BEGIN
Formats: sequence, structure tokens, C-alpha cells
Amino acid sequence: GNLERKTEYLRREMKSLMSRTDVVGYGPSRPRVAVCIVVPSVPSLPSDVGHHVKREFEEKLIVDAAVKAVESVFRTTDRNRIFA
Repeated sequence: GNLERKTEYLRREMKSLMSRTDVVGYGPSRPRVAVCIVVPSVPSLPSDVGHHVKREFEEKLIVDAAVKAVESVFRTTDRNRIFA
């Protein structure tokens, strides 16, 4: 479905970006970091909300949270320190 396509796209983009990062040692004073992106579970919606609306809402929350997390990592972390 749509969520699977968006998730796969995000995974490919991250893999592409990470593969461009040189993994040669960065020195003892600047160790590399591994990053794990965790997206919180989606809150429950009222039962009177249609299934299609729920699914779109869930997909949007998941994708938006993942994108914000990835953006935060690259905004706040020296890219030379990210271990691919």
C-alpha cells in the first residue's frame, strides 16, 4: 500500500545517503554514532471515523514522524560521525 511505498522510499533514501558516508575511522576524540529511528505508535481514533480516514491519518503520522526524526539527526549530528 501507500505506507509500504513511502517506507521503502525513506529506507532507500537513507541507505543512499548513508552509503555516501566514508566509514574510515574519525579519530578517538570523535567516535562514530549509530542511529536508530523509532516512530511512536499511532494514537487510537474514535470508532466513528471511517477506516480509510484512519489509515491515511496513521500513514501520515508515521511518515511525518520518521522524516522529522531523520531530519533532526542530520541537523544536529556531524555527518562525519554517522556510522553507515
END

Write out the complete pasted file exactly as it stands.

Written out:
Formats: sequence, structure tokens, C-alpha cells
Amino acid sequence: GNLERKTEYLRREMKSLMSRTDVVGYGPSRPRVAVCIVVPSVPSLPSDVGHHVKREFEEKLIVDAAVKAVESVFRTTDRNRIFA
Repeated sequence: GNLERKTEYLRREMKSLMSRTDVVGYGPSRPRVAVCIVVPSVPSLPSDVGHHVKREFEEKLIVDAAVKAVESVFRTTDRNRIFA
């Protein structure tokens, strides 16, 4: 479905970006970091909300949270320190 396509796209983009990062040692004073992106579970919606609306809402929350997390990592972390 749509969520699977968006998730796969995000995974490919991250893999592409990470593969461009040189993994040669960065020195003892600047160790590399591994990053794990965790997206919180989606809150429950009222039962009177249609299934299609729920699914779109869930997909949007998941994708938006993942994108914000990835953006935060690259905004706040020296890219030379990210271990691919």
C-alpha cells in the first residue's frame, strides 16, 4: 500500500545517503554514532471515523514522524560521525 511505498522510499533514501558516508575511522576524540529511528505508535481514533480516514491519518503520522526524526539527526549530528 501507500505506507509500504513511502517506507521503502525513506529506507532507500537513507541507505543512499548513508552509503555516501566514508566509514574510515574519525579519530578517538570523535567516535562514530549509530542511529536508530523509532516512530511512536499511532494514537487510537474514535470508532466513528471511517477506516480509510484512519489509515491515511496513521500513514501520515508515521511518515511525518520518521522524516522529522531523520531530519533532526542530520541537523544536529556531524555527518562525519554517522556510522553507515